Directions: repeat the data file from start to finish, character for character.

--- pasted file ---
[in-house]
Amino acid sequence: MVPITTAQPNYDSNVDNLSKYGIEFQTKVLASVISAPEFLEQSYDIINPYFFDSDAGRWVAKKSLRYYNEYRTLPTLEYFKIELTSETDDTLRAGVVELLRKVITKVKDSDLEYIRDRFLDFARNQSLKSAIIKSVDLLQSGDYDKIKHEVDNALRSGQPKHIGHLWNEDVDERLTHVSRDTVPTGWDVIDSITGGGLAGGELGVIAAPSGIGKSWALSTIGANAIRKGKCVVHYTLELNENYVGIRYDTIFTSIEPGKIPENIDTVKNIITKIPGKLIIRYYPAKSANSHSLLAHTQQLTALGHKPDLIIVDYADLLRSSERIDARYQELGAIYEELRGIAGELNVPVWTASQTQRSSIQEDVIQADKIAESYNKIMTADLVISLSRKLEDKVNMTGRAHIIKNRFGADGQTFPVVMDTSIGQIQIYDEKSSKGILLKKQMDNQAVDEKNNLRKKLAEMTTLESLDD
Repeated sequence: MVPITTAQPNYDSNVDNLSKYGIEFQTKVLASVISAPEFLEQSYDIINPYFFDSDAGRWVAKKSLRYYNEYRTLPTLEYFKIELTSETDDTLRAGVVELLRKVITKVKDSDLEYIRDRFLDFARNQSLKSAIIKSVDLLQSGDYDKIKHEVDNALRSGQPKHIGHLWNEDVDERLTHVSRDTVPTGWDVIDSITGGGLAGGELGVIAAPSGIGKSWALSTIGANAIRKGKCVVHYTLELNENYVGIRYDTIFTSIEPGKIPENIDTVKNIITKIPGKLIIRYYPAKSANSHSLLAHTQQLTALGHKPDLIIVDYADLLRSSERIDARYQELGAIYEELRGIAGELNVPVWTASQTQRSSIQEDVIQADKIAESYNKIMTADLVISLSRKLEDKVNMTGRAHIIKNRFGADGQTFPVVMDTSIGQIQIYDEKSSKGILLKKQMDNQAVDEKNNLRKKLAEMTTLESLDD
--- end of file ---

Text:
[in-house]
Amino acid sequence: MVPITTAQPNYDSNVDNLSKYGIEFQTKVLASVISAPEFLEQSYDIINPYFFDSDAGRWVAKKSLRYYNEYRTLPTLEYFKIELTSETDDTLRAGVVELLRKVITKVKDSDLEYIRDRFLDFARNQSLKSAIIKSVDLLQSGDYDKIKHEVDNALRSGQPKHIGHLWNEDVDERLTHVSRDTVPTGWDVIDSITGGGLAGGELGVIAAPSGIGKSWALSTIGANAIRKGKCVVHYTLELNENYVGIRYDTIFTSIEPGKIPENIDTVKNIITKIPGKLIIRYYPAKSANSHSLLAHTQQLTALGHKPDLIIVDYADLLRSSERIDARYQELGAIYEELRGIAGELNVPVWTASQTQRSSIQEDVIQADKIAESYNKIMTADLVISLSRKLEDKVNMTGRAHIIKNRFGADGQTFPVVMDTSIGQIQIYDEKSSKGILLKKQMDNQAVDEKNNLRKKLAEMTTLESLDD
Repeated sequence: MVPITTAQPNYDSNVDNLSKYGIEFQTKVLASVISAPEFLEQSYDIINPYFFDSDAGRWVAKKSLRYYNEYRTLPTLEYFKIELTSETDDTLRAGVVELLRKVITKVKDSDLEYIRDRFLDFARNQSLKSAIIKSVDLLQSGDYDKIKHEVDNALRSGQPKHIGHLWNEDVDERLTHVSRDTVPTGWDVIDSITGGGLAGGELGVIAAPSGIGKSWALSTIGANAIRKGKCVVHYTLELNENYVGIRYDTIFTSIEPGKIPENIDTVKNIITKIPGKLIIRYYPAKSANSHSLLAHTQQLTALGHKPDLIIVDYADLLRSSERIDARYQELGAIYEELRGIAGELNVPVWTASQTQRSSIQEDVIQADKIAESYNKIMTADLVISLSRKLEDKVNMTGRAHIIKNRFGADGQTFPVVMDTSIGQIQIYDEKSSKGILLKKQMDNQAVDEKNNLRKKLAEMTTLESLDD